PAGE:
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Faster pace of inflation lasting longer than expected, says Bank of Canada head

Faster inflation persists

The head of the Bank of Canada is warning that the faster pace of price increases may persist longer than first thought, and slow the pace of Canada's economic recovery, as global supply-chain issues weigh on the domestic economy.

Annual inflation rates have run above the Bank of Canada's comfort zone since April, reaching 4.1 per cent in August. The central bank expects readings higher than its target of two-per-cent through the rest of the year.

Governor Tiff Macklem said bottlenecks in the international movement of goods and oil aren't easing as quickly as he and his counterparts from around the world expected.

Still, he believes the hiccups will only cause one-off price increases, rather than ongoing inflation.

What has happened globally is a sharp rebound in consumer spending particularly for goods that need to be shipped through supply chains that have been damaged by a sharp drop in demand last year, and ongoing COVID-19 outbreaks and public health measures.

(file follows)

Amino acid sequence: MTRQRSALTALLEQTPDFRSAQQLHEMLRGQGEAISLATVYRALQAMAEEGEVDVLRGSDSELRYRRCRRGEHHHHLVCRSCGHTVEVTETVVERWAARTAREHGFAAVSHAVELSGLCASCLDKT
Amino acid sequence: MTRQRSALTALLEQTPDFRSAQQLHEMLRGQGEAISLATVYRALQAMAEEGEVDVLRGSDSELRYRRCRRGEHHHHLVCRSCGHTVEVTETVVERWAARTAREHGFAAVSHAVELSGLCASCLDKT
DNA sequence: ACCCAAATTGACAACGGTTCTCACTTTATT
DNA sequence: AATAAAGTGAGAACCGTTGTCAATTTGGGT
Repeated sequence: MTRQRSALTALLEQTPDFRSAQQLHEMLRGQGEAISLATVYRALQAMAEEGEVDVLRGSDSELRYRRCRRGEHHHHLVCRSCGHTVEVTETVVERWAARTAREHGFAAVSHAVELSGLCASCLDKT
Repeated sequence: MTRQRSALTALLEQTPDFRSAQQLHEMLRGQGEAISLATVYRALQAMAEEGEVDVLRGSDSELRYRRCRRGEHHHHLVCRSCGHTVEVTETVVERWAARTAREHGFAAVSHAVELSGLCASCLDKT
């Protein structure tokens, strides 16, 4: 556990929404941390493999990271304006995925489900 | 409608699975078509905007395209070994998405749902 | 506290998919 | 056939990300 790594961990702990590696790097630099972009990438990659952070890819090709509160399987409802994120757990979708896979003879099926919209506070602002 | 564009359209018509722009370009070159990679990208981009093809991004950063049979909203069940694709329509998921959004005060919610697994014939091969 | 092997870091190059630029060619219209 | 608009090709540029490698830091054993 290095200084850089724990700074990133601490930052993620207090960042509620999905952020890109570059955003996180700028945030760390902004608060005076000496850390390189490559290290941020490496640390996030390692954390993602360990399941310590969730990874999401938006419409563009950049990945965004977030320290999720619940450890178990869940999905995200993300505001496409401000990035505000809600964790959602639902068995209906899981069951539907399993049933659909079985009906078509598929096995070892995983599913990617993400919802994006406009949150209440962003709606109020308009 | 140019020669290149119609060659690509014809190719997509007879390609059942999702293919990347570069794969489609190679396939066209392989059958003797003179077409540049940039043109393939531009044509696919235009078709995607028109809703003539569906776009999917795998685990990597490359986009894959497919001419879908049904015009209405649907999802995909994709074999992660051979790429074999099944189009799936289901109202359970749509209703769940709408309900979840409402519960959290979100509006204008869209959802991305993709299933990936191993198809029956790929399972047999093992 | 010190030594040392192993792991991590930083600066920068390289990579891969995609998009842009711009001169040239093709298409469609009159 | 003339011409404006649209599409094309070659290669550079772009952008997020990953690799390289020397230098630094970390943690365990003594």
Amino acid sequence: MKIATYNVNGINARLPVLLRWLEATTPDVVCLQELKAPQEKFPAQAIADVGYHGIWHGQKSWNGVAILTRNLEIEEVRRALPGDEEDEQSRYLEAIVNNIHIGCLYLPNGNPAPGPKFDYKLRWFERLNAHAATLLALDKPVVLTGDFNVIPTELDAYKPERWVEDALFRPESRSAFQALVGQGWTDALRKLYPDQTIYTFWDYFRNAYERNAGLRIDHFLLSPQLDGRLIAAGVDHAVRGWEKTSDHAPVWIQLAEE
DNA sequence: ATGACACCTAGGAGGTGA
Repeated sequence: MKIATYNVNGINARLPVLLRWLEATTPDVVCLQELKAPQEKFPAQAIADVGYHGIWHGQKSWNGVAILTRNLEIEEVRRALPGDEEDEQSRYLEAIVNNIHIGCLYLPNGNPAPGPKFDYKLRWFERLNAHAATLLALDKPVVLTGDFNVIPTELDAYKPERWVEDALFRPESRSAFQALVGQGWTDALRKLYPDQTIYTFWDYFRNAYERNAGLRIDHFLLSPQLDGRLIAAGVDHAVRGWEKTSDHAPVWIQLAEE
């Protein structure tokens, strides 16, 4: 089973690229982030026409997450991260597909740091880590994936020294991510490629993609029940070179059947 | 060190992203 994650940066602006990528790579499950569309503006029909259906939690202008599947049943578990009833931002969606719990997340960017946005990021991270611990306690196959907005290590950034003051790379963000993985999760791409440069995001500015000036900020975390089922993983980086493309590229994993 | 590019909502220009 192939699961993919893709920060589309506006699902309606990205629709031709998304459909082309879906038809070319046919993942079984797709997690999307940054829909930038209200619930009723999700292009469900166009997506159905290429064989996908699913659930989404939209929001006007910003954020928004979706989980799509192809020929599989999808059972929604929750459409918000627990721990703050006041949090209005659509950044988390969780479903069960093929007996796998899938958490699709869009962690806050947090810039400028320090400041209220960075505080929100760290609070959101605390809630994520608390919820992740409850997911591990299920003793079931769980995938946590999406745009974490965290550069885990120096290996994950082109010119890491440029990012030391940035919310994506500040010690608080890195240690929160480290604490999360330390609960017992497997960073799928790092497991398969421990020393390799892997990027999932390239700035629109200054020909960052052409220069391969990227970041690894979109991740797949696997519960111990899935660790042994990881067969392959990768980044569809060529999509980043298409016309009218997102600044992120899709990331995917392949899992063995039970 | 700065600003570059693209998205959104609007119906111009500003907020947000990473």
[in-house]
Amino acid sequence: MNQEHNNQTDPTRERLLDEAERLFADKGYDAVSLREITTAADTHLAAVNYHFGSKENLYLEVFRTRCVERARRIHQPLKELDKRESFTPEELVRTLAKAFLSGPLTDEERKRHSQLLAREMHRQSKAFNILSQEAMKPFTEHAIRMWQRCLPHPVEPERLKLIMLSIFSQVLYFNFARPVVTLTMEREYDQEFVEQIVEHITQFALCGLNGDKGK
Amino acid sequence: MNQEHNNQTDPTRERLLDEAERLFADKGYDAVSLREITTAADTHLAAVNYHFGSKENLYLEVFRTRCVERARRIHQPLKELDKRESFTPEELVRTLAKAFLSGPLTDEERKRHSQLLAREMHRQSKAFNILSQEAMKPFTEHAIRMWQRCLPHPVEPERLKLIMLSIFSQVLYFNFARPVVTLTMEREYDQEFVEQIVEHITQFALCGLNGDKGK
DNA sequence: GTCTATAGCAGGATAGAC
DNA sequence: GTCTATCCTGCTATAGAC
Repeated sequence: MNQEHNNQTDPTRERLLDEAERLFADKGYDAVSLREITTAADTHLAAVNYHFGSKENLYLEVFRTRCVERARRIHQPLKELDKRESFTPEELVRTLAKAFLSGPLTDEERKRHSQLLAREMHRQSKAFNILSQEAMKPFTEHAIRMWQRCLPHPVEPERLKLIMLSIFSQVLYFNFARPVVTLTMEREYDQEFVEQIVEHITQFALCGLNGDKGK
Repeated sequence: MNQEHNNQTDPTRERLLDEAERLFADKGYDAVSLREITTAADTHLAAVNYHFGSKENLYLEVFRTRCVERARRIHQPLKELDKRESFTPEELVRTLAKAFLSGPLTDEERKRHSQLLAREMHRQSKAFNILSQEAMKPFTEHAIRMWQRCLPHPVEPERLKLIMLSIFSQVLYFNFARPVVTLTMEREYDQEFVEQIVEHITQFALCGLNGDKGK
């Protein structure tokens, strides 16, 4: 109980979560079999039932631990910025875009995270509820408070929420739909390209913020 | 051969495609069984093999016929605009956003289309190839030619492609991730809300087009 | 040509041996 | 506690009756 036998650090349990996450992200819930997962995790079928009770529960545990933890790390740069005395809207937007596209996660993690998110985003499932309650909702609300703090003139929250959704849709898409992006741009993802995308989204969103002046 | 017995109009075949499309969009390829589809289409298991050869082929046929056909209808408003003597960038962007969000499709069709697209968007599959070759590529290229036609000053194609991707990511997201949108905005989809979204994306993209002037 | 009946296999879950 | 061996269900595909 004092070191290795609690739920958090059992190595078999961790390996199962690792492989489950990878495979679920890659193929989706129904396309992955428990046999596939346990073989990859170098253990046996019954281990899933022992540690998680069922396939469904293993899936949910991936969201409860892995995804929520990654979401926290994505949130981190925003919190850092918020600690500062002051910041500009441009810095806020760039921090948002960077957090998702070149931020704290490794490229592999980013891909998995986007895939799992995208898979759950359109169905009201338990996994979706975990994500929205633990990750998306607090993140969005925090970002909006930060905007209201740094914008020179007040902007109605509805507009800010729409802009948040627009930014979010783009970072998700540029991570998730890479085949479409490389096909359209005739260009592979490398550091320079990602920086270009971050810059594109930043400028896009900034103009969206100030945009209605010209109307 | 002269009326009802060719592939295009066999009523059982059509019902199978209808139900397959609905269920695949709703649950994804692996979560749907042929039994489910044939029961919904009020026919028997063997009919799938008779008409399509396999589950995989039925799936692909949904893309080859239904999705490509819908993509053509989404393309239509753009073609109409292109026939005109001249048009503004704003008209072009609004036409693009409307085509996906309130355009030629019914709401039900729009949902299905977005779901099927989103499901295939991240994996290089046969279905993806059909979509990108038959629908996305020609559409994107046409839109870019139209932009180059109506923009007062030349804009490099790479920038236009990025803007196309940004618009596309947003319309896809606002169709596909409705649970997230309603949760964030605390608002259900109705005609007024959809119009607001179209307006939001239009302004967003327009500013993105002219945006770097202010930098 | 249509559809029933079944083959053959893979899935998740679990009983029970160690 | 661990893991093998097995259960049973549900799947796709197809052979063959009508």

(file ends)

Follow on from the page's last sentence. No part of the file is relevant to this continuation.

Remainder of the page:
All this affects inventories of in-demand consumer products and the delivery of parts needed to build things like cars, and pushes up transportation costs that get passed on to consumers.

And at the same time, shipping delays mean households can't get goods as fast as they want, meaning their spending is delayed, which bites into the pace of growth.

"We're still expecting a good rebound. It may be not quite as fast as we had" in July's forecast, Macklem said on a videoconference with reporters late Thursday.



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